While an agreement on a bailout may stave off immediate disaster, many Cypriots said the measures will shatter confidence in the island's hugely profitable banking and financial services industry and lead to a massive exodus of investors, among them Russian tycoons and British retirees.
Islanders also fear that as the bank levies bite for savings over €100,000, businesses and big investors will have to start laying off staff, heralding high levels of unemployment.
About 70 per cent of Cypriots work in the financial services and banking sector, which dwarfs the 20 per cent in tourism.
"I think a lot of people will be out of work soon and looking for jobs. The young people, especially, will go abroad because you can't live with this level of uncertainty," said Ioanna Constantinou, who is employed in the financial services industry in Nicosia, the Cypriot capital.
"The banking sector is finished, we have lost all credibility - who is going to want to bring their money to Cyprus now?" she said.
Restaurants in the city's picturesque old town are normally jammed, but at the weekend many were close to empty. Outside Parliament, protesters had stuck placards to a fence. "Europe You Failed Me", said one, another read: "Draghi is Dragging Us Down", a reference to Mario Draghi, head of the European Central Bank.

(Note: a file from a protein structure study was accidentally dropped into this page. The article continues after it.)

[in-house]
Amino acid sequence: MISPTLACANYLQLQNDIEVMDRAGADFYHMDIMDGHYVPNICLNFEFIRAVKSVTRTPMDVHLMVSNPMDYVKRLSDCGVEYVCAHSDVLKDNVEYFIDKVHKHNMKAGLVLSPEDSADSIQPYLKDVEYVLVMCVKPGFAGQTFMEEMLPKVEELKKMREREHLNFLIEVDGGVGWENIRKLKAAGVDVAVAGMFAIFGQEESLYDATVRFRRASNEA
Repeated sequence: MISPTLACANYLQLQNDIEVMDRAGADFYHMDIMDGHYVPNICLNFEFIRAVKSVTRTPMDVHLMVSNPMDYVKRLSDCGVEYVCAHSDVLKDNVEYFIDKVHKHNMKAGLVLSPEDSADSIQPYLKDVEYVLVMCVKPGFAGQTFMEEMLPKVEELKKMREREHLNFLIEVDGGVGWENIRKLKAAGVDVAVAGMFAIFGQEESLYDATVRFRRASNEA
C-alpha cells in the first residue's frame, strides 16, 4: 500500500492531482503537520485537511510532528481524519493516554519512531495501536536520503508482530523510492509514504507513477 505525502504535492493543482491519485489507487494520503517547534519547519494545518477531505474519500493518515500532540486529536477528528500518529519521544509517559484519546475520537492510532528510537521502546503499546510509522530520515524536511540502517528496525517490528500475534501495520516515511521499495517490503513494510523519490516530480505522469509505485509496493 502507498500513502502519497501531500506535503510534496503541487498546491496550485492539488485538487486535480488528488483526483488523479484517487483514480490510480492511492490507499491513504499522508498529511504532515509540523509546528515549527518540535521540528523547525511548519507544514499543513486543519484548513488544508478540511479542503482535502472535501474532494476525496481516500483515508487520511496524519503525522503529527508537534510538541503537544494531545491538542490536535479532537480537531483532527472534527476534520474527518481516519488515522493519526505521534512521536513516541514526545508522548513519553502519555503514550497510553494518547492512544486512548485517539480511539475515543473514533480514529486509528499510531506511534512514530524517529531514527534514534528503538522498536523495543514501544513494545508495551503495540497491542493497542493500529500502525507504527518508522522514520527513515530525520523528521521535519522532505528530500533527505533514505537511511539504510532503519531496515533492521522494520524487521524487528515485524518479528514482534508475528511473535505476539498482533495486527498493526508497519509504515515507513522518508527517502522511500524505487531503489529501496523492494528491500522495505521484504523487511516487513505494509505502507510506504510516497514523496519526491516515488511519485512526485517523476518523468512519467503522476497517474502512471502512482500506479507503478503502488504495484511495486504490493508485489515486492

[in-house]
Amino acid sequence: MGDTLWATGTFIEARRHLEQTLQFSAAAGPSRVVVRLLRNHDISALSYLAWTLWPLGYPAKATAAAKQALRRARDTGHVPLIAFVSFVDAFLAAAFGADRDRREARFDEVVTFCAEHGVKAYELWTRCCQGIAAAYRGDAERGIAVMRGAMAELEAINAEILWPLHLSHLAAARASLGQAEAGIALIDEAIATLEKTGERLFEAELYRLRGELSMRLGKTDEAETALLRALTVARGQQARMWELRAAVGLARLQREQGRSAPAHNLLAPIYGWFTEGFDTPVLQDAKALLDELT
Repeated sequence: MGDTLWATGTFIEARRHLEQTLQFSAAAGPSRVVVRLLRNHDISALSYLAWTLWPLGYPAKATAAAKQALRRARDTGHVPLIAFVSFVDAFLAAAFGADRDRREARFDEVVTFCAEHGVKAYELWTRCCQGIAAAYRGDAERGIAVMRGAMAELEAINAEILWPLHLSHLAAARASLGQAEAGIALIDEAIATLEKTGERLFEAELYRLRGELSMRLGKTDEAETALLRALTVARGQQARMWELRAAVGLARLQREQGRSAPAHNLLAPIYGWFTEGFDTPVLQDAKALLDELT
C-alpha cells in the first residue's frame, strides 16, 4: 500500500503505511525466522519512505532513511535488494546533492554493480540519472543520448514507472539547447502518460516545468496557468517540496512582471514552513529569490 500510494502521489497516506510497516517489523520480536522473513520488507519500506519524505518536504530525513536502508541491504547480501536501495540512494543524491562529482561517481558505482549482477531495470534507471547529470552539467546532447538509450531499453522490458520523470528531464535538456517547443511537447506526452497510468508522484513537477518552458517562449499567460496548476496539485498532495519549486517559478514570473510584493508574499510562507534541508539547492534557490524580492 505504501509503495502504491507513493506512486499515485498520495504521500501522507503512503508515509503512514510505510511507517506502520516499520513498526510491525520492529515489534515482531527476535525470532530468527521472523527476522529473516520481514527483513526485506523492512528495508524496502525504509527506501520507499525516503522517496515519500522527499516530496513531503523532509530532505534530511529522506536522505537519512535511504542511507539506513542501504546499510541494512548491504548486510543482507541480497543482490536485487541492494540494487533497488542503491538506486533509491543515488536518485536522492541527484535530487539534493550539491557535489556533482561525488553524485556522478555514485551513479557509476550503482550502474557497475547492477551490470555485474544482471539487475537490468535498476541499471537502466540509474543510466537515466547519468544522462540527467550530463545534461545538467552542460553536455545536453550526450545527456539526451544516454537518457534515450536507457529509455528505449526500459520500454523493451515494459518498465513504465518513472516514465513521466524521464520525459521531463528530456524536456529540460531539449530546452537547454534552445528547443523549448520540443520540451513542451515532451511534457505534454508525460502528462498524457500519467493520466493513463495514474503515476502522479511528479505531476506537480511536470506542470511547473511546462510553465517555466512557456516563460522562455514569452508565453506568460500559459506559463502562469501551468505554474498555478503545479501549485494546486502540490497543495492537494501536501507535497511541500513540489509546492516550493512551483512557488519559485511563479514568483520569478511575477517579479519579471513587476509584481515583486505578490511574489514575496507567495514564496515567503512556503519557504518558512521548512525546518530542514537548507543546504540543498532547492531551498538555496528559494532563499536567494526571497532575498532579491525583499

"The lesson from what has happened is 'get your money out of Cyprus'," said lawyer Simos Angelides. "We had the Turkish invasion in 1974. This now feels like the German invasion of 2013. This is going to be a second 1974. People will leave the country."
Anti-German sentiment is running high, with many Cypriots accusing Berlin of making an example of Cyprus as a warning to larger debt-laden Mediterranean economies, including Italy and Spain, that the German taxpayer will no longer stomach bailing out ailing economies in southern Europe.
"They are punishing us and making sure the rest of Europe sees. It's a public whipping. The only question is, who's next?" Mr Angelides said.
Many accuse Germany of trying to bring the country to its knees in order to beat the Russians to billions of dollars in natural gas believed to be offshore.
"We have been forced to slap the Russians in the face, even though we didn't want to," said journalist John Leonidou. "We have always been important strategically, from the time of the Venetians, the Ottomans and the British.
"We are slap-bang in the middle of Africa, Asia Minor and Europe. The gas reserves makes us even more important. But as a commercial centre, we have been destroyed. We will have to pull off a miracle to bring back our credibility."